The Tories have thrived under the tighter financing regime, having mastered the art of raising small donations from thousands of supporters.

Last year, the Tories pulled in $17.3 million — more than twice the Liberals’ $8.3 million.

Trudeau has already raised more than the $950,000 spending limit set by the party for the leadership contest, although some expenses are not included in that cap. Trudeau’s team has said he’ll turn any surplus funds over to the party.

By the end of last year, none of his rivals had come close to Trudeau in the amount of money raised and there’s little to suggest that has changed dramatically in the new year.

According to the party’s year-end financial report, former Toronto MP Martha Hall Findlay had raised $150,000. But since about $35,000 of that was devoted to paying off debt from her 2006 leadership bid, that put her just behind Garneau, who had raised $123,000 for the current contest.

Toronto lawyer George Takach, who has since dropped out and endorsed Trudeau, had raised $106,000 while Vancouver MP Joyce Murray had raised $57,000, retired military officer Karen McCrimmon $20,000 and Toronto lawyer Deborah Coyne $16,000.

No numbers were included in the year-end party financial report for former cabinet Martin Cauchon or Ottawa lawyer David Bertschi, who dropped out of the race this week. Neither officially registered as candidates until January.


 

Justin Trudeau rakes in $1.3M for Grit leadership bid

  1. $1.3 million for an ideological lightweight like Justin? A bunch of trendy wendy’s caught up in a tsunami of unwarranted brain-addled enthusiasm.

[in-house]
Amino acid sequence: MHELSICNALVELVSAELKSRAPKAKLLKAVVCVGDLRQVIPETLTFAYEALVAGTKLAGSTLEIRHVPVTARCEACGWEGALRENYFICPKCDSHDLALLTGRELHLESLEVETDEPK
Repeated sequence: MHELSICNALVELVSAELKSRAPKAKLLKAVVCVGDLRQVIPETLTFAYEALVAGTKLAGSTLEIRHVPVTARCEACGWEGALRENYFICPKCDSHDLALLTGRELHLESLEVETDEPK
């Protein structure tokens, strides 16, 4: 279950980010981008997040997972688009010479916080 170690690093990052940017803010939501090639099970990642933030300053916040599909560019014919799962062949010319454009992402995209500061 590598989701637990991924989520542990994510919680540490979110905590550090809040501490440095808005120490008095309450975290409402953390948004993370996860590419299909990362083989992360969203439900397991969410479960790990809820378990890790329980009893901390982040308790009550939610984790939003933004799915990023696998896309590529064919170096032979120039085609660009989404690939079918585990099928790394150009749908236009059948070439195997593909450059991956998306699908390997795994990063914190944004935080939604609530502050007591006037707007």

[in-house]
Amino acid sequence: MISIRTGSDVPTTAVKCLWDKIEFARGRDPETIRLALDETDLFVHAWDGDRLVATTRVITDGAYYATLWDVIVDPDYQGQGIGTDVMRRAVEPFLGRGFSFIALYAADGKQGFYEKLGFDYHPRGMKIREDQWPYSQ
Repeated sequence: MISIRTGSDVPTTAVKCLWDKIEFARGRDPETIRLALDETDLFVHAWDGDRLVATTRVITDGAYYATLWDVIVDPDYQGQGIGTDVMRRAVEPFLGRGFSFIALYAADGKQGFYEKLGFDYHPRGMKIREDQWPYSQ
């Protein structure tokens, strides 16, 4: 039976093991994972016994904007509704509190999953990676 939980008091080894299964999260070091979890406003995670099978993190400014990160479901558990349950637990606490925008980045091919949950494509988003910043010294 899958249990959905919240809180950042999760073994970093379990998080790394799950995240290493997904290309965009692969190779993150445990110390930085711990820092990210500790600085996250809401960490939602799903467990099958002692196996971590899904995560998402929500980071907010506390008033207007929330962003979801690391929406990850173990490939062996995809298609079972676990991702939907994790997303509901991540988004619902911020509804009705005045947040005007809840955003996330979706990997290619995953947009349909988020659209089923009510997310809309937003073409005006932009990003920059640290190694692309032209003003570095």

• Perhaps it would be better to have an “ideological lightweight” than the neocon idiologue we now have as PM.

  2. Ahh, it was written by the Canadian Press – lackeyist of Liberal lackies, hence the grovelling to the god of Trudeau. In fact, there is a point here, and it is that Trudeau is a draw (although we knew that, still valid confirmation). But the naked spinning of Trudeau as Saviour is overdone and reeks of partisanship. It diminishes the impact of the point, and would diminish the reputation of CP if they had not already established themselves as the designated Red Party butt-kissers.

    As for the Tories, in light of the many instances of questionable election funding by the Harper Government, I would be reluctant to attribute the size of their war chest to thealir superior ability to get small donations. It is just as likely, if not more, that their only superior ability is cheating. While the CP may not want to say that out loud, it would then perhaps be best not to mention the Cons funding at all.